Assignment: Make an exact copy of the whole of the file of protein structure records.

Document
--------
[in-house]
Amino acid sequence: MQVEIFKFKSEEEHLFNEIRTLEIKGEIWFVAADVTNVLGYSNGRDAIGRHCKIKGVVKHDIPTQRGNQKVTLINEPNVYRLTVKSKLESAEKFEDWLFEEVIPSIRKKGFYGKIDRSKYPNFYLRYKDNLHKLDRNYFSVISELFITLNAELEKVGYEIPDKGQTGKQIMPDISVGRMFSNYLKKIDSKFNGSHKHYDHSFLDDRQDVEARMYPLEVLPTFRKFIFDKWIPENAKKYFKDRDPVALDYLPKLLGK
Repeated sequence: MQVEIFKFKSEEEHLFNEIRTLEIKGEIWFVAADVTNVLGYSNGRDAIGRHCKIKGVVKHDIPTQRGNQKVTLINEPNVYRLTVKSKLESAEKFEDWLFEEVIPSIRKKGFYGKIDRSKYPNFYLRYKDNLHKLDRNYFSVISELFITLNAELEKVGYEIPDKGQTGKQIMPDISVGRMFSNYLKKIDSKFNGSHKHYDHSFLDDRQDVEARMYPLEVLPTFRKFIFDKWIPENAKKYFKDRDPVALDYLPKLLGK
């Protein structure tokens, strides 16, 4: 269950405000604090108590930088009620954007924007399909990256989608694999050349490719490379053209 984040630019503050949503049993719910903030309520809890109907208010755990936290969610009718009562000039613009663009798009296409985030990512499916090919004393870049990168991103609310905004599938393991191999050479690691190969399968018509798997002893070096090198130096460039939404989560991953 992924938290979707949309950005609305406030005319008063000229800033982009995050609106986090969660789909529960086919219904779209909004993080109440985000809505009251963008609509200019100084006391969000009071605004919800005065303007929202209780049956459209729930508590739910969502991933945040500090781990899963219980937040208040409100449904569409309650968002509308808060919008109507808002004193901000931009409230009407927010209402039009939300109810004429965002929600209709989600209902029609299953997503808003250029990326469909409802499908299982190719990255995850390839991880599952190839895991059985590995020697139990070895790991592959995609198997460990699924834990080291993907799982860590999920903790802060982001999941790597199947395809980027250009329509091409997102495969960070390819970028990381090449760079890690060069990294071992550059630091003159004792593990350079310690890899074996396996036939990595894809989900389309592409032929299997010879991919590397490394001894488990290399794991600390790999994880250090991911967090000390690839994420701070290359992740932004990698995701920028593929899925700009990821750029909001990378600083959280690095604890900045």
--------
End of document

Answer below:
[in-house]
Amino acid sequence: MQVEIFKFKSEEEHLFNEIRTLEIKGEIWFVAADVTNVLGYSNGRDAIGRHCKIKGVVKHDIPTQRGNQKVTLINEPNVYRLTVKSKLESAEKFEDWLFEEVIPSIRKKGFYGKIDRSKYPNFYLRYKDNLHKLDRNYFSVISELFITLNAELEKVGYEIPDKGQTGKQIMPDISVGRMFSNYLKKIDSKFNGSHKHYDHSFLDDRQDVEARMYPLEVLPTFRKFIFDKWIPENAKKYFKDRDPVALDYLPKLLGK
Repeated sequence: MQVEIFKFKSEEEHLFNEIRTLEIKGEIWFVAADVTNVLGYSNGRDAIGRHCKIKGVVKHDIPTQRGNQKVTLINEPNVYRLTVKSKLESAEKFEDWLFEEVIPSIRKKGFYGKIDRSKYPNFYLRYKDNLHKLDRNYFSVISELFITLNAELEKVGYEIPDKGQTGKQIMPDISVGRMFSNYLKKIDSKFNGSHKHYDHSFLDDRQDVEARMYPLEVLPTFRKFIFDKWIPENAKKYFKDRDPVALDYLPKLLGK
């Protein structure tokens, strides 16, 4: 269950405000604090108590930088009620954007924007399909990256989608694999050349490719490379053209 984040630019503050949503049993719910903030309520809890109907208010755990936290969610009718009562000039613009663009798009296409985030990512499916090919004393870049990168991103609310905004599938393991191999050479690691190969399968018509798997002893070096090198130096460039939404989560991953 992924938290979707949309950005609305406030005319008063000229800033982009995050609106986090969660789909529960086919219904779209909004993080109440985000809505009251963008609509200019100084006391969000009071605004919800005065303007929202209780049956459209729930508590739910969502991933945040500090781990899963219980937040208040409100449904569409309650968002509308808060919008109507808002004193901000931009409230009407927010209402039009939300109810004429965002929600209709989600209902029609299953997503808003250029990326469909409802499908299982190719990255995850390839991880599952190839895991059985590995020697139990070895790991592959995609198997460990699924834990080291993907799982860590999920903790802060982001999941790597199947395809980027250009329509091409997102495969960070390819970028990381090449760079890690060069990294071992550059630091003159004792593990350079310690890899074996396996036939990595894809989900389309592409032929299997010879991919590397490394001894488990290399794991600390790999994880250090991911967090000390690839994420701070290359992740932004990698995701920028593929899925700009990821750029909001990378600083959280690095604890900045």